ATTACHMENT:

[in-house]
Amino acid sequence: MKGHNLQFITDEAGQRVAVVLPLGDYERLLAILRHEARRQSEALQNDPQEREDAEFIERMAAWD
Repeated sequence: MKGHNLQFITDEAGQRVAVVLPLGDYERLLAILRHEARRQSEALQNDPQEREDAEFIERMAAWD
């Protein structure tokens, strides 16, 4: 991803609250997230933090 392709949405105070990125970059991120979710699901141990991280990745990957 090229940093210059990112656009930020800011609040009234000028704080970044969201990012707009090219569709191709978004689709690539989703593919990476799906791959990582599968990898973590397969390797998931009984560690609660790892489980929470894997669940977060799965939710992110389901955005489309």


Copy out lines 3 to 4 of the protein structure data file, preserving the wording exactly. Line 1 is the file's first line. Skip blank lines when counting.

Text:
Repeated sequence: MKGHNLQFITDEAGQRVAVVLPLGDYERLLAILRHEARRQSEALQNDPQEREDAEFIERMAAWD
């Protein structure tokens, strides 16, 4: 991803609250997230933090 392709949405105070990125970059991120979710699901141990991280990745990957 090229940093210059990112656009930020800011609040009234000028704080970044969201990012707009090219569709191709978004689709690539989703593919990476799906791959990582599968990898973590397969390797998931009984560690609660790892489980929470894997669940977060799965939710992110389901955005489309």